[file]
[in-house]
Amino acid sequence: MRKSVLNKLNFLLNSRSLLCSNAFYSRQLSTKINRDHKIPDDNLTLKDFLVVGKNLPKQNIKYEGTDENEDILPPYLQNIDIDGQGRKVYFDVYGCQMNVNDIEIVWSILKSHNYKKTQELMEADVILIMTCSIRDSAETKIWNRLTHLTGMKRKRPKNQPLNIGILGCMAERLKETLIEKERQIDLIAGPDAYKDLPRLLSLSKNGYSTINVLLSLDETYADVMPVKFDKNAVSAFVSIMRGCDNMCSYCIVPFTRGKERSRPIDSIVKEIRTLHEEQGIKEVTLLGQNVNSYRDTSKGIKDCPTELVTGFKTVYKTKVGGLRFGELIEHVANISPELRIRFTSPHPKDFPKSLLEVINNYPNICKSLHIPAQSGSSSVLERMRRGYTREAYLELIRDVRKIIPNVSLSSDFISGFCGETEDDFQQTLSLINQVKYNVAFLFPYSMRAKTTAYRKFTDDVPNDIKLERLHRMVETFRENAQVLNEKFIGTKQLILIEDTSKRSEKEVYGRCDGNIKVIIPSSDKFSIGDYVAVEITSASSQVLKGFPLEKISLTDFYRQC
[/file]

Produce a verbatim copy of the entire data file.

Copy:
[in-house]
Amino acid sequence: MRKSVLNKLNFLLNSRSLLCSNAFYSRQLSTKINRDHKIPDDNLTLKDFLVVGKNLPKQNIKYEGTDENEDILPPYLQNIDIDGQGRKVYFDVYGCQMNVNDIEIVWSILKSHNYKKTQELMEADVILIMTCSIRDSAETKIWNRLTHLTGMKRKRPKNQPLNIGILGCMAERLKETLIEKERQIDLIAGPDAYKDLPRLLSLSKNGYSTINVLLSLDETYADVMPVKFDKNAVSAFVSIMRGCDNMCSYCIVPFTRGKERSRPIDSIVKEIRTLHEEQGIKEVTLLGQNVNSYRDTSKGIKDCPTELVTGFKTVYKTKVGGLRFGELIEHVANISPELRIRFTSPHPKDFPKSLLEVINNYPNICKSLHIPAQSGSSSVLERMRRGYTREAYLELIRDVRKIIPNVSLSSDFISGFCGETEDDFQQTLSLINQVKYNVAFLFPYSMRAKTTAYRKFTDDVPNDIKLERLHRMVETFRENAQVLNEKFIGTKQLILIEDTSKRSEKEVYGRCDGNIKVIIPSSDKFSIGDYVAVEITSASSQVLKGFPLEKISLTDFYRQC